Three fields of outrunners and five solitary outrunners occur downslope, where the gradient is less than 1° (Fig. 18A). Three solitary outrunners occur on the lateral edges of debris avalanche b in water depths deeper than 4650 m and are the farthest from the base of the edifice. The eastern field has 11 single or amalgamated outrunners and the middle field has 4 outrunners, all of which reside between the 4500 m and 4600 m isobath. Two isolated outrunners occur in 4700 m water depth on a 0.02° slope 15 km seaward from a subtle change in slope. All of the outrunners have equidimensional plan shapes (Fig. 10C) and range in estimated volume mostly less than 0.02 km3, but the three solitary outrunners are much larger with estimated volumes of 0.4 km3 and 0.7 km3.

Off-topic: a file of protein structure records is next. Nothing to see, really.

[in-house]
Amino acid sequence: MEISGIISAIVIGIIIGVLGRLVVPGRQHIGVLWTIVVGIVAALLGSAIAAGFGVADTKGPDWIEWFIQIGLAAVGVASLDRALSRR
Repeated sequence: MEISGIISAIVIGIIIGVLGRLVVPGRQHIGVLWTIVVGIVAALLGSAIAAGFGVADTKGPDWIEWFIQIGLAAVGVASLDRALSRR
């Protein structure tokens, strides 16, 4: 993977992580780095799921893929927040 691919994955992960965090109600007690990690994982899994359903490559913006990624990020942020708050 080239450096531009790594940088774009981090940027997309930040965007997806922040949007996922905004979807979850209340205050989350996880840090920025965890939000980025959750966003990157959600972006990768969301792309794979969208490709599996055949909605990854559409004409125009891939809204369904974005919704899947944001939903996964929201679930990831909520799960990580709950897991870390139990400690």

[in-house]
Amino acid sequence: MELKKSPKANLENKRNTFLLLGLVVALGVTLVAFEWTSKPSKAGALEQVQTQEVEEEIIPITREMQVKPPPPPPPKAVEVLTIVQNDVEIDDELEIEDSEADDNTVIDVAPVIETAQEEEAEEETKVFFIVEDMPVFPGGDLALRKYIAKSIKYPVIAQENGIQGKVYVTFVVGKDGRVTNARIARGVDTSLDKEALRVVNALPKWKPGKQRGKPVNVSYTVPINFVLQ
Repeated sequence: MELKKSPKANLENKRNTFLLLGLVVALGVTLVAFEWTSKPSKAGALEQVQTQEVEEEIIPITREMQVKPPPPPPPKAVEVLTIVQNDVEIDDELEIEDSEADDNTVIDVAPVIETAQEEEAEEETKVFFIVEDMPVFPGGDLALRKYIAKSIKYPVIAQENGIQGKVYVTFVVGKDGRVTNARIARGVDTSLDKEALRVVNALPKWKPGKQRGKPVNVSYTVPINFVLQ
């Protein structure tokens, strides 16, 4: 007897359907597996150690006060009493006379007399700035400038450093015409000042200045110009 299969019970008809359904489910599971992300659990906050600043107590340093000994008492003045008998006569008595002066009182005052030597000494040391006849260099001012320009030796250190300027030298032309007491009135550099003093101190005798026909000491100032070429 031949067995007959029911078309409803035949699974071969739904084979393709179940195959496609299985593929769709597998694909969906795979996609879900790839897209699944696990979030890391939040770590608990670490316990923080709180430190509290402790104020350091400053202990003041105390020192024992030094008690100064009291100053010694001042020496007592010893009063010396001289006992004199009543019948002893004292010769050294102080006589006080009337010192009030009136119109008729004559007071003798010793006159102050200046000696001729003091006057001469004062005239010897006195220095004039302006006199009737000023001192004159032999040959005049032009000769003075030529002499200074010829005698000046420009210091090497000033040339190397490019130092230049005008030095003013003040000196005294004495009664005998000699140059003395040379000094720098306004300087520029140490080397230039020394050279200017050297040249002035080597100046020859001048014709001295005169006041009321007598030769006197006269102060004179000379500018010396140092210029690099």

The presence of archipelagic aprons on the lower flanks of the French Frigate Shoals and Necker Island edifices is not surprising because archipelagic aprons are common features on the flanks of islands, seamounts, and guyots. However, the presence of these archipelagic aprons brings up several obvious questions. (1) Were the bedforms that occur on the archipelagic aprons caused by slow downslope creep, or were they produced by energetic turbidity currents? (2) When did the landslide events on the archipelagic aprons occur? (3) What were the forcing mechanisms that caused them? (4) What formed the large chute on the south-facing flank of the French Frigate Shoals edifice?

Are the Bedforms the Result of Turbidity Currents or Sediment Creep?